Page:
Prenatal care : a literature review and quality assessment criteria

by Paul J. Murata, Elizabeth A. McGlynn, Albert L. Siu, Robert H. Brook

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This report reviews the literature on the process and outcomes of prenatal care for the purpose of developing criteria by which such care could be assessed. The report includes the final set of criteria agreed upon by a Working Group of the HMO Quality of Care Consortium that was used in a study of the quality of prenatal care conducted in six health maintenance organizations. The key outcomes affected by prenatal care are: perinatal mortality, birthweight, preterm delivery, neonatal intensive care admissions, and neonatal and maternal complications. The report recommends focusing on the processes of care because adverse outcomes are rare. The prenatal care processes reviewed include: timing and frequency of visits, risk assessment, determination of gestational age, nutrition counseling, substance abuse detection and counseling, screening for infections, sexually transmitted diseases, and congenital fetal disorders, and identifying and managing common pregnancy complications. The report also summarizes studies on patient characteristics that are associated with variations in both processes and outcomes and the cost-effectiveness of prenatal care.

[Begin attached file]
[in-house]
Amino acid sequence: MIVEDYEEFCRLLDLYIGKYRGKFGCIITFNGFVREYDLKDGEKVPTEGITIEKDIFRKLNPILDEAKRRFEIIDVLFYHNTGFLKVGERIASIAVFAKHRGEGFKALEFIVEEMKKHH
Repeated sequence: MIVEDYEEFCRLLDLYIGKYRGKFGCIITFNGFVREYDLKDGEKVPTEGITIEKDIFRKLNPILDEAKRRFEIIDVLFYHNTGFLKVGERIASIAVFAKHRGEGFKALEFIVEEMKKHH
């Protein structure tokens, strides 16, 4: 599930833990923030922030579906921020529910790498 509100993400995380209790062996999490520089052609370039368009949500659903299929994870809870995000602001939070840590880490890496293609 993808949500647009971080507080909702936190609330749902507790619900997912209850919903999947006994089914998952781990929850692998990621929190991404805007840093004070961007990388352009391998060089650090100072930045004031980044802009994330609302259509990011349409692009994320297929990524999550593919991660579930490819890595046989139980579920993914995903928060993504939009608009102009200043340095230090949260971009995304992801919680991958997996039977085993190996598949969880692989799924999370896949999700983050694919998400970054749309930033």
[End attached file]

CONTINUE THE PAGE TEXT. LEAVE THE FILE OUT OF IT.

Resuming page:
This report is part of the RAND Corporation Joint report series. The joint report was a product of the RAND Corporation from 1988 to 1993 that included documents published jointly with other organizations, which transmitted major research findings and final research.

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